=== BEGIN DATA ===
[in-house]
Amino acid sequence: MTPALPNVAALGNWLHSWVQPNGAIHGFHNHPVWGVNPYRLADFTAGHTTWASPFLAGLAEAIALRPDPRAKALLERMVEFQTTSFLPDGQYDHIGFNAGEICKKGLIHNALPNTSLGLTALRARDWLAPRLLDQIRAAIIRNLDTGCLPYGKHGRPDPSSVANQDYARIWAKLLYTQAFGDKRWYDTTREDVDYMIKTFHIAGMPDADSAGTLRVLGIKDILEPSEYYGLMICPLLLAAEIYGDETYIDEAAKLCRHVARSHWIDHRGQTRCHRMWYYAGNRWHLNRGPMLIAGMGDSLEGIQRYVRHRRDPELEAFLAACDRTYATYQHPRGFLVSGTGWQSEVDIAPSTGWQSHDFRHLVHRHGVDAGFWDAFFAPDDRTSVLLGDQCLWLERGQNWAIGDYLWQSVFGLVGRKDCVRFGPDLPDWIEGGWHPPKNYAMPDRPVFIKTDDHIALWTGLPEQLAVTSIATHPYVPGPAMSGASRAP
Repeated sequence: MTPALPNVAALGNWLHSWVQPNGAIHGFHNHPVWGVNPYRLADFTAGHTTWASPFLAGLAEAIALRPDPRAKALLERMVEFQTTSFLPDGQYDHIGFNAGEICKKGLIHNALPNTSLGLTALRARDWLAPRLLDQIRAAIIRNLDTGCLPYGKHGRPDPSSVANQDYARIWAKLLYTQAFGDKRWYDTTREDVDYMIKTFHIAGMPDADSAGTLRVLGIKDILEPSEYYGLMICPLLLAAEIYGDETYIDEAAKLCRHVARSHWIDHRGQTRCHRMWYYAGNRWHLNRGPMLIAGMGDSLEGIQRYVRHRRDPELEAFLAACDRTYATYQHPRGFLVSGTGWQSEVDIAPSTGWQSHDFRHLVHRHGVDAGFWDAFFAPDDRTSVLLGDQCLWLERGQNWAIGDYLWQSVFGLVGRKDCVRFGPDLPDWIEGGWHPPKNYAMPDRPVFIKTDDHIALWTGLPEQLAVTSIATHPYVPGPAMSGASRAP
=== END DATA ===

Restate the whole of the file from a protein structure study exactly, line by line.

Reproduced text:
[in-house]
Amino acid sequence: MTPALPNVAALGNWLHSWVQPNGAIHGFHNHPVWGVNPYRLADFTAGHTTWASPFLAGLAEAIALRPDPRAKALLERMVEFQTTSFLPDGQYDHIGFNAGEICKKGLIHNALPNTSLGLTALRARDWLAPRLLDQIRAAIIRNLDTGCLPYGKHGRPDPSSVANQDYARIWAKLLYTQAFGDKRWYDTTREDVDYMIKTFHIAGMPDADSAGTLRVLGIKDILEPSEYYGLMICPLLLAAEIYGDETYIDEAAKLCRHVARSHWIDHRGQTRCHRMWYYAGNRWHLNRGPMLIAGMGDSLEGIQRYVRHRRDPELEAFLAACDRTYATYQHPRGFLVSGTGWQSEVDIAPSTGWQSHDFRHLVHRHGVDAGFWDAFFAPDDRTSVLLGDQCLWLERGQNWAIGDYLWQSVFGLVGRKDCVRFGPDLPDWIEGGWHPPKNYAMPDRPVFIKTDDHIALWTGLPEQLAVTSIATHPYVPGPAMSGASRAP
Repeated sequence: MTPALPNVAALGNWLHSWVQPNGAIHGFHNHPVWGVNPYRLADFTAGHTTWASPFLAGLAEAIALRPDPRAKALLERMVEFQTTSFLPDGQYDHIGFNAGEICKKGLIHNALPNTSLGLTALRARDWLAPRLLDQIRAAIIRNLDTGCLPYGKHGRPDPSSVANQDYARIWAKLLYTQAFGDKRWYDTTREDVDYMIKTFHIAGMPDADSAGTLRVLGIKDILEPSEYYGLMICPLLLAAEIYGDETYIDEAAKLCRHVARSHWIDHRGQTRCHRMWYYAGNRWHLNRGPMLIAGMGDSLEGIQRYVRHRRDPELEAFLAACDRTYATYQHPRGFLVSGTGWQSEVDIAPSTGWQSHDFRHLVHRHGVDAGFWDAFFAPDDRTSVLLGDQCLWLERGQNWAIGDYLWQSVFGLVGRKDCVRFGPDLPDWIEGGWHPPKNYAMPDRPVFIKTDDHIALWTGLPEQLAVTSIATHPYVPGPAMSGASRAP